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December 14, 1990 - Image 136

Resource type:
Text
Publication:
The Detroit Jewish News, 1990-12-14

Disclaimer: Computer generated plain text may have errors. Read more about this.

I OBITUARIES

Armand Hammer Dies
On Eve Of Bar Mitzvah

SUSAN BIRNBAUM

Special to The Jewish News

ust 24 hours before he
was to celebrate his
long-delayed bar mitz-
vah, oil magnate Armand
Hammer died Monday night
at his Los Angeles home,
following a short illness. He
was 92.
What was to be a tribute to
the billionaire industrialist
Tuesday night in Los
Angeles turned into a
memorial to a man who
served as liaison between
American and Soviet leaders
and, in deepest secrecy, bet-
ween Israeli leaders and the
leadership of the Soviet
Union.
The child of non-religious
parents, Mr. Hammer had
no bar mitzvah at age 13.
That death intervened to
deprive him of the tradi-
tional induction into
Judaism — which, in his ad-
vanced years, he had come to
desire — was the final irony
in a long life filled with
paradox.
A maverick in the high-
flying world of international
tycoons, Armand Hammer
was mistrusted by some
Jews because of his close ties
to Kremlin leaders from
Vladimir Lenin to Mikhail
Gorbachev — Joseph Stalin
excluded.
Yet he may have done
more than any single in-
dividual to help secure
freedom for Soviet Jews in
the pre-glasnost era.
Through his influence
with the Soviet Union,
founded on the well-
remembered medical and
food aid he sent the embattl-
ed country following the
Russian Revolution, he was
able to press for the emigra-
tion of Soviet Jews, par-
ticularly those with extraor-
dinary problems.
Mr. Hammer personally
brought out two longtime
refuseniks, Professor David
Goldfarb and Ida Nudel, the
prisoner of Zion.
Israeli government leaders
spoke Tuesday of Mr.
Hammer's secret visits to
Israel on several occasions.
Mr. Hammer carried secret
messages to Moscow from
Israeli leaders for years.
He was involved in the
removal of an education tax
imposed on Soviet Jews

j

Introducing the New
Jewish News Camp Directory

D

ay camps, overnight camps, special in-
terest camps. With so many to choose
from, how do you pick the one that's right for your
kids? You'll get plenty of help from our first-time-ever
Camp Directory.

You'll tour area camps — we'll show you
what's new and exciting on the summer camp
scene, including those for youngsters with special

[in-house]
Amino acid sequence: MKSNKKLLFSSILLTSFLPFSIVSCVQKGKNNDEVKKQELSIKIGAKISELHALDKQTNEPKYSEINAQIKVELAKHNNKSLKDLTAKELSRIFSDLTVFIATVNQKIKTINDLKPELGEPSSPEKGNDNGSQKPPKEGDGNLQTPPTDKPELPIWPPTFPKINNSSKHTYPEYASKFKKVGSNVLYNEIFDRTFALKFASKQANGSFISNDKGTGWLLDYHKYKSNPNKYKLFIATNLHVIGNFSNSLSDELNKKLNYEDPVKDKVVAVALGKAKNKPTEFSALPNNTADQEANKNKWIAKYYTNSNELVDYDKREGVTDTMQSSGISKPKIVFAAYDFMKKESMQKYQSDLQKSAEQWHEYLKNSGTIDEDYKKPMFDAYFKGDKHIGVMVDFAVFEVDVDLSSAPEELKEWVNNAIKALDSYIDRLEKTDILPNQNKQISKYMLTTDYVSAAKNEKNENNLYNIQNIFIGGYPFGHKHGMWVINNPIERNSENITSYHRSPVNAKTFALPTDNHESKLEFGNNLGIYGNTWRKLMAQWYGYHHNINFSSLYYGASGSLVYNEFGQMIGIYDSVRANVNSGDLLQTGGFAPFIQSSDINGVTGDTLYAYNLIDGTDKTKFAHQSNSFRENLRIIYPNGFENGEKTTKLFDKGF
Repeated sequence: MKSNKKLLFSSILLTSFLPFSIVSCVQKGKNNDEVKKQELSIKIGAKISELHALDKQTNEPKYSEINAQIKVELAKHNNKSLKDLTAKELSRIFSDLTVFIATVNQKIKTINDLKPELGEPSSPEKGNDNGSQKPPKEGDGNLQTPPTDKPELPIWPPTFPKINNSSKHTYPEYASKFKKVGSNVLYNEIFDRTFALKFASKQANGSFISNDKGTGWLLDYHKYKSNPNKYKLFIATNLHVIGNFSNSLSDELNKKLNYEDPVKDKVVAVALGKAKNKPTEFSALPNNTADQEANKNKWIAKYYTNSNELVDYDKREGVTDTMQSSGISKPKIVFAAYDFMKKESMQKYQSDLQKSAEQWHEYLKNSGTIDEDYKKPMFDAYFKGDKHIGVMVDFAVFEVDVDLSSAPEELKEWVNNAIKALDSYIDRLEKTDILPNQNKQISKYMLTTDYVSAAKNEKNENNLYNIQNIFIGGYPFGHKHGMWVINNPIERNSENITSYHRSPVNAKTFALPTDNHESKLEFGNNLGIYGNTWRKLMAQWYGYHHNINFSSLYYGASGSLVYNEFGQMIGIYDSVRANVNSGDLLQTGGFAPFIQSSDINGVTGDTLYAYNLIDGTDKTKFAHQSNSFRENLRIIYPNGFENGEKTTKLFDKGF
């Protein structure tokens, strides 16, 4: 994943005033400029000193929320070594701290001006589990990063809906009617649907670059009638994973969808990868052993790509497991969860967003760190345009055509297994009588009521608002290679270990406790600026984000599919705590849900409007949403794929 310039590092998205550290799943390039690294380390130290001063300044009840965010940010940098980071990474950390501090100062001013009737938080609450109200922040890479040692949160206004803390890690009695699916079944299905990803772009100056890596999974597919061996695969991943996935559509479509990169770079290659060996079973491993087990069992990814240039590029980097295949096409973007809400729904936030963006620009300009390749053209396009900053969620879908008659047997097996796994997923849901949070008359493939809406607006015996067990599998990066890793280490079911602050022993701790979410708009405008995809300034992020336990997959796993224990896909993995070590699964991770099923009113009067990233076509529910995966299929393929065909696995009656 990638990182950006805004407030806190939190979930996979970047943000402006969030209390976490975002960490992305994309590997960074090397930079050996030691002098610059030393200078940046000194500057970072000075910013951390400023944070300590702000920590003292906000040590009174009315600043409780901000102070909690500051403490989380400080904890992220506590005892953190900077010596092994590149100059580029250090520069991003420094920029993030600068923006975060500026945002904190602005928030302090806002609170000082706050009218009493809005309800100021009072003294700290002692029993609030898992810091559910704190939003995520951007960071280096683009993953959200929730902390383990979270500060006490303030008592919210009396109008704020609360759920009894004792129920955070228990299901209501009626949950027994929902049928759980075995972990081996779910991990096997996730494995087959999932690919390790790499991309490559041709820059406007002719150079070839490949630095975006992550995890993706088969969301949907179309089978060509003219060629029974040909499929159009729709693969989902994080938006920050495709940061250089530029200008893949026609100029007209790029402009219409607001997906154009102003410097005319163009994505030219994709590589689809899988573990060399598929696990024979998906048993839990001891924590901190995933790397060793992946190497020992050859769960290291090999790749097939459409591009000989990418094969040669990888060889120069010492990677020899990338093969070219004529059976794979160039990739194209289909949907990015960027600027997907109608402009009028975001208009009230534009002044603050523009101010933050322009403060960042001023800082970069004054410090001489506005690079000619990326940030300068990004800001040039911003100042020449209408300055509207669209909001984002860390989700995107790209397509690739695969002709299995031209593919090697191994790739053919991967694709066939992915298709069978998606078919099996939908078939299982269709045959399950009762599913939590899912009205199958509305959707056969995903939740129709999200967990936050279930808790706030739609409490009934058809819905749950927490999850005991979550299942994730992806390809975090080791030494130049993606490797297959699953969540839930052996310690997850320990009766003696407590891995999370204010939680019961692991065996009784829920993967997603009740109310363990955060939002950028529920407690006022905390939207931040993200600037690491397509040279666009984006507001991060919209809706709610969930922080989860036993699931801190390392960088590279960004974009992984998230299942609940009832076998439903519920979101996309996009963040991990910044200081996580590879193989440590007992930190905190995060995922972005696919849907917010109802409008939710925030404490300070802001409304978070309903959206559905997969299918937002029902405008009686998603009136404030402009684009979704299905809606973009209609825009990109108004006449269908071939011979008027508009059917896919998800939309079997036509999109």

talents and interests. The new Jewish News Camp
Directory is more than a listing of local camps. It's
a comprehensive guide to what's out there, right
here in the January 11 issue!

NOV EIRI USERS

.he loviskt 'limo Camp DVectori
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oatveadets about your

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For Information, call'Mallenetiorris
ov
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youv sales Wesel-0%We at

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THE JEWISH NEWS

CAMP DIRECTORY

ISSUE DATE: FRIDAY, JANUARY 11

Writer Tom Tugend in Los
Angeles contributed to this
report.

136

FRIDAY, DECEMBER 14, 1990

wanting to leave, according
to an interview with Mr.
Hammer in the fall edition
of Inside, a magazine
published by the Jewish Ex-
ponent in Philadelphia.
Mr. Hammer, a mill-
ionaire from his youth,
became a billionaire when
he bought the bankrupt Oc-
cidental Petroleum Corp. in
1957 for a token $34,000.
The corporation's present
estimated worth is $8
billion.
He made a much bigger
investment in Israel — some
$60 million in a Negev oil
prospecting project and off-
shore drilling, from which,
at the time of his death, he
had not realized a penny of
profit.
Mr. Hammer was born
May 21, 1898, in New York
to Dr. Julius Hammer, a
Russian Jewish immigrant,
and Rose Robinson Hammer.
A graduate of Columbia
University Medical School,
Mr. Hammer did not prac-
tice medicine except briefly
as a volunteer to combat a
typhus epidemic in post-
revolution Russia.
There as a youth he ar-
ranged his first giant busi-
ness deal, in which the
Soviet Union bartered fur
and caviar for American
wheat. Lenin reportedly
gave him paintings which
started his multimillion
dollar art collection.
Mr. Hammer enjoyed dra-
matic gestures. In the 1980s
he dispatched his personal
cardiologist aboard his pri-
vate plane to examine
Menahem Begin's wife Aliza
and Begin. And following
the Chernobyl nuclear
disaster, Mr. Hammer sent a
team of bone marrow
transplant experts to the
Soviet Union.



Jewish Telegraphic Agency

Rose Herman

Rose Pokorney Herman, 91,
of Southfield, died Dec. 8.
Mrs. Herman was named
Woman of the Year for the
Fund for Reform Judaism.
She was a member of
Hadassah, ORT, Anti
Defamation League, and In-
fant Services.
She leaves her son and
daughter-in-law, Donald and
Bluma of Grand Rapids;
daughter and son-in-law,
Hortense and Samuel Alper
of Las Vegas, Nev.; eight
grandchildren; seven great-
grandchildren.

L

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